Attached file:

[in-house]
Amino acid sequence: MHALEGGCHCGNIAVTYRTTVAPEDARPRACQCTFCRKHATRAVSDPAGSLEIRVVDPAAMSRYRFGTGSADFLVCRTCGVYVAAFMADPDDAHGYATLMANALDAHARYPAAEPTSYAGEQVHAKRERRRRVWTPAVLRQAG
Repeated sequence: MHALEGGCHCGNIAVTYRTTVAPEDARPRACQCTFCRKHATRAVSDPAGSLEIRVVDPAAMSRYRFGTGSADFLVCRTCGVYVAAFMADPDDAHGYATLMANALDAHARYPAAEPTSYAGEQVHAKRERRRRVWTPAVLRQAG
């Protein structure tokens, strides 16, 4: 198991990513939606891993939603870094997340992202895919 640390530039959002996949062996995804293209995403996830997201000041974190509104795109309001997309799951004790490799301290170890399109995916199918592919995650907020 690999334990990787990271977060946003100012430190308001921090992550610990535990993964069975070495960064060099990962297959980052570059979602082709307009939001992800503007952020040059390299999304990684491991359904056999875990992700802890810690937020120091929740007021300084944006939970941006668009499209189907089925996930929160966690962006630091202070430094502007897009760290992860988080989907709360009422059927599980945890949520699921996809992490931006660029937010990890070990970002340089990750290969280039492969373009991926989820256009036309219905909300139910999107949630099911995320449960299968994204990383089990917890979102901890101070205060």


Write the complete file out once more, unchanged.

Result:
[in-house]
Amino acid sequence: MHALEGGCHCGNIAVTYRTTVAPEDARPRACQCTFCRKHATRAVSDPAGSLEIRVVDPAAMSRYRFGTGSADFLVCRTCGVYVAAFMADPDDAHGYATLMANALDAHARYPAAEPTSYAGEQVHAKRERRRRVWTPAVLRQAG
Repeated sequence: MHALEGGCHCGNIAVTYRTTVAPEDARPRACQCTFCRKHATRAVSDPAGSLEIRVVDPAAMSRYRFGTGSADFLVCRTCGVYVAAFMADPDDAHGYATLMANALDAHARYPAAEPTSYAGEQVHAKRERRRRVWTPAVLRQAG
């Protein structure tokens, strides 16, 4: 198991990513939606891993939603870094997340992202895919 640390530039959002996949062996995804293209995403996830997201000041974190509104795109309001997309799951004790490799301290170890399109995916199918592919995650907020 690999334990990787990271977060946003100012430190308001921090992550610990535990993964069975070495960064060099990962297959980052570059979602082709307009939001992800503007952020040059390299999304990684491991359904056999875990992700802890810690937020120091929740007021300084944006939970941006668009499209189907089925996930929160966690962006630091202070430094502007897009760290992860988080989907709360009422059927599980945890949520699921996809992490931006660029937010990890070990970002340089990750290969280039492969373009991926989820256009036309219905909300139910999107949630099911995320449960299968994204990383089990917890979102901890101070205060």